Humans hate losing. Whether it’s a game or a possession. We can’t stand loss.
It’s what creates that sinking feeling after an argument with a friend, and butterflies while the roulette wheel is spinning. The larger the potential loss, the greater the pressure to prevent it in the first place.
Cigarette box messages now focus on the years of life you will lose by smoking, rather than the number of years gained by quitting. The affliction experienced by losing years of life is greater than the pleasure of gaining the same number of additional years.
Researchers gave each member of a group a cup and told them they could keep it. They were then asked how much they would sell it for. On average they gave a value of $7.12.
The same researchers then spoke to a different group. However, instead of giving them a cup, they asked them how much they would purchase one for. None of the participants would pay more than $2.87 for the same cup.
The sellers saw the cups as something they owned and viewed the sale as a loss. The buyers viewed them as a gain so attributed them with a lower value.When framing the sale as a loss, the perceived value rose almost 3x.
Peloton use loss aversion to great effect. They give away 30 day free trials of their exercise bikes, which start at $2,245.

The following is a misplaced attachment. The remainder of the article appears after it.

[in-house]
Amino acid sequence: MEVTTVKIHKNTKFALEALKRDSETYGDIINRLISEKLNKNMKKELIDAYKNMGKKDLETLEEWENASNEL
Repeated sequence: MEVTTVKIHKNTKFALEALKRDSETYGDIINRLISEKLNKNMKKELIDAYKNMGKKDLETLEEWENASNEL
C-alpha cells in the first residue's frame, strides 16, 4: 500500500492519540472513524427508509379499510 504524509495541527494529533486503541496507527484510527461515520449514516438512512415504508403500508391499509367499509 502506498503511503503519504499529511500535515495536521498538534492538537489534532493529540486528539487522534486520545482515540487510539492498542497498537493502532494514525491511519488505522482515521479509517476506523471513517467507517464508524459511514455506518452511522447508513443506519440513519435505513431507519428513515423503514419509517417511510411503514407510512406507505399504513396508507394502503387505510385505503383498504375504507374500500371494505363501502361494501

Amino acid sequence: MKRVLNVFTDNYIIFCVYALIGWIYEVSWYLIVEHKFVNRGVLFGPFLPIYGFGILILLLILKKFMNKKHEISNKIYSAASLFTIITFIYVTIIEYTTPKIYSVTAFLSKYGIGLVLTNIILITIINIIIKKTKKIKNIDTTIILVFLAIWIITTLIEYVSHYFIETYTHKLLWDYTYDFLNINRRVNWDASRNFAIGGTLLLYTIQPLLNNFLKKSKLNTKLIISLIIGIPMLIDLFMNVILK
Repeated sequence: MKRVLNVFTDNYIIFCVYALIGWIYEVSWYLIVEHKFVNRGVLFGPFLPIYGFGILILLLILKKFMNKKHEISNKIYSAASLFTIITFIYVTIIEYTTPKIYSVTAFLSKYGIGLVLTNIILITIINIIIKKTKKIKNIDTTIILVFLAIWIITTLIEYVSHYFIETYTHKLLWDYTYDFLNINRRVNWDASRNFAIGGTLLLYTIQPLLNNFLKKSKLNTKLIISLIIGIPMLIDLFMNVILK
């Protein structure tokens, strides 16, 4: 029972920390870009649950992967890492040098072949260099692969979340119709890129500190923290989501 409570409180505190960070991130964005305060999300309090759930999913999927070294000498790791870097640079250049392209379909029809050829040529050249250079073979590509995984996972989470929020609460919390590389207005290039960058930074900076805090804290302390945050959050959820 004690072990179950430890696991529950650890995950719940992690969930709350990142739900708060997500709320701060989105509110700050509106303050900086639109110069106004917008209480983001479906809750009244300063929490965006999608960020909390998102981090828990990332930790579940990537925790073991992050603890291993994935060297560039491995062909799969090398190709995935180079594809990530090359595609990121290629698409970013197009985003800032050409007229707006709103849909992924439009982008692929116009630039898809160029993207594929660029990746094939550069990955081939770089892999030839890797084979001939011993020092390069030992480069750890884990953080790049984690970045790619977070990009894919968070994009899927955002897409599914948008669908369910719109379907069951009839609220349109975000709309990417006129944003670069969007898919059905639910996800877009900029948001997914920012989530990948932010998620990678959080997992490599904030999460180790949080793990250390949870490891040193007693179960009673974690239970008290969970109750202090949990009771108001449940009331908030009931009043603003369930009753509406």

They are giving away the feeling of ownership. We’ve seen that people will value things they own almost three times as much as things they may purchase.
Peleton also knows that most people who cannot afford a $2,000 exercise bike will not take them up on their trial offer. In their FAQ they warn, “you must return it in like-new condition”. By making it a pay-then-refund trial, they qualify their audience instead of handing out expensive bikes to everyone.
When a behaviour becomes threatened, our attachment to that behaviour magnifies. When we freely purchase a product, reactance plays no part. However, if it feels as though our ability to purchase will be taken away soon, then we will act to oppose it.
On Black Friday, Walmart will often hugely discount a few items to create desire. In 2017 they offered a small run of iPhones at $300 off (through gift cards). By offering them in small quantities and for one day only, the fear of missing out creates a frenzy.
BLACK FRIDAY CHAOS: Shoppers descended on a South Carolina Walmart Thursday to get a jump on their Black Friday shopping -- and things got a little out of hand. https://t.co/ARHbLbT0cZ pic.twitter.com/1ACH9WPtPS— CBS News (@CBSNews) November 23, 2018
When we are thinking about making a purchase and there is a chance our ability to decide will be taken away, the likelihood of purchase increases. We try to retain our freedom and don’t want to lose our chance to decide.
To create a strong offer you need to invoke a feeling of missing out. When the alternative to making the purchase feels like a loss, you stand a far higher chance of making the sale.
Note 1: Walmart could present their offer as “avoiding a $300 surcharge” but instead they position it as a $300 discount. They know their customers fear losing out far more than they want to gain.
Note 2: Loss aversion applies to many other areas not mentioned here. It is the reason we struggle to walk away when down on slot machines and why we stay in jobs we don’t enjoy.
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